The property your loved one owned or had an interest in can also delay closing the estate. If the person owned a percentage of a business or still owed money on a piece of real estate, then the executor can only distribute equity in a property or business venture.

In some cases, personal property may be uniquely valuable and its value and ownership disputed, such as artwork or jewelry. These situations can be financially and emotionally complicated and require an appraiser. If an estate must file a federal tax return, the IRS must respond before the estate can be closed, which can add 6 to 8 months.

Although California law requires probate to be completed within one year of an executor’s or adminstrator’s appointment, extensions are common. The personal representative must file an item status and estimated date of completion report to the court.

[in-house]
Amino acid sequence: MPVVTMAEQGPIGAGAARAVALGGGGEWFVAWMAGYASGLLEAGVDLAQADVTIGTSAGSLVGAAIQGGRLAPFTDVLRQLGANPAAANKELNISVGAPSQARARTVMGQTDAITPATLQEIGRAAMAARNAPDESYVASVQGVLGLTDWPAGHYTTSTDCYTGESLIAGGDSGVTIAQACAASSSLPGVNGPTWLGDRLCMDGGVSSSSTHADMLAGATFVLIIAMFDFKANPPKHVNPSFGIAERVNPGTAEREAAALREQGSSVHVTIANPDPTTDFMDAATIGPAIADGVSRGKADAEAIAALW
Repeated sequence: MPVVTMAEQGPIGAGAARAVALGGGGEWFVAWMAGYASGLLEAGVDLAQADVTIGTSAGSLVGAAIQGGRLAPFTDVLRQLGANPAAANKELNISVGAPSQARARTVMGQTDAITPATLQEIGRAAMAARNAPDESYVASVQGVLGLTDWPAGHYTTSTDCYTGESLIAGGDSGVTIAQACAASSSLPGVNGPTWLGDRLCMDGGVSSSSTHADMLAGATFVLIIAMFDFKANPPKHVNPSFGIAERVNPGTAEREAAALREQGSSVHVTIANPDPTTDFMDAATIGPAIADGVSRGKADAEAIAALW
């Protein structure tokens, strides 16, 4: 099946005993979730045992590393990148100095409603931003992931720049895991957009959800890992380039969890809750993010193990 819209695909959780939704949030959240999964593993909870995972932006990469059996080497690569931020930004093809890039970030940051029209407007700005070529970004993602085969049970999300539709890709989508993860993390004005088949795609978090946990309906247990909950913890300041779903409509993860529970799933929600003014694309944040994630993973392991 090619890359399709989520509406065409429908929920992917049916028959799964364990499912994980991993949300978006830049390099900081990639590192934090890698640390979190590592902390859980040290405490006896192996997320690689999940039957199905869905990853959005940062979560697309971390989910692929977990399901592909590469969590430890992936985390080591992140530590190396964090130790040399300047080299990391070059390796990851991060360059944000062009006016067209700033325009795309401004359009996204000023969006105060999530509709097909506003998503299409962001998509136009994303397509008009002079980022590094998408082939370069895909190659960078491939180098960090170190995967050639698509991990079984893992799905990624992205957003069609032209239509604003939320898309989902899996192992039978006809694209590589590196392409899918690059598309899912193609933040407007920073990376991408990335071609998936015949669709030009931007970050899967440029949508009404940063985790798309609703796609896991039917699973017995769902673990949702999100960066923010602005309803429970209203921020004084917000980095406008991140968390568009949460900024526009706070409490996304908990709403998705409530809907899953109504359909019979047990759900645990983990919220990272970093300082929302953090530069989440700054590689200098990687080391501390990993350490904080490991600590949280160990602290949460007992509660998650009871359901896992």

If this is not filed, the beneficiaries can ask the court to order an accounting or take other actions to close probate. The court can also choose to remove the original personal representative and appoint someone else.

California state laws are designed to allow an estate to be settled easily with clear guidelines and timeframes. However, there can be significant challenges to this efficiency, especially when the estate is large and complex. And each estate being settled may have to file a unique combination of paperwork depending on the property to be inherited and the tax implications.

As in any other state, the personal representative needs to be ready and able to take on this administrative and emotional journey. Always remember, though, if the process becomes too complex or daunting, a certified attorney can help get the matter back on track.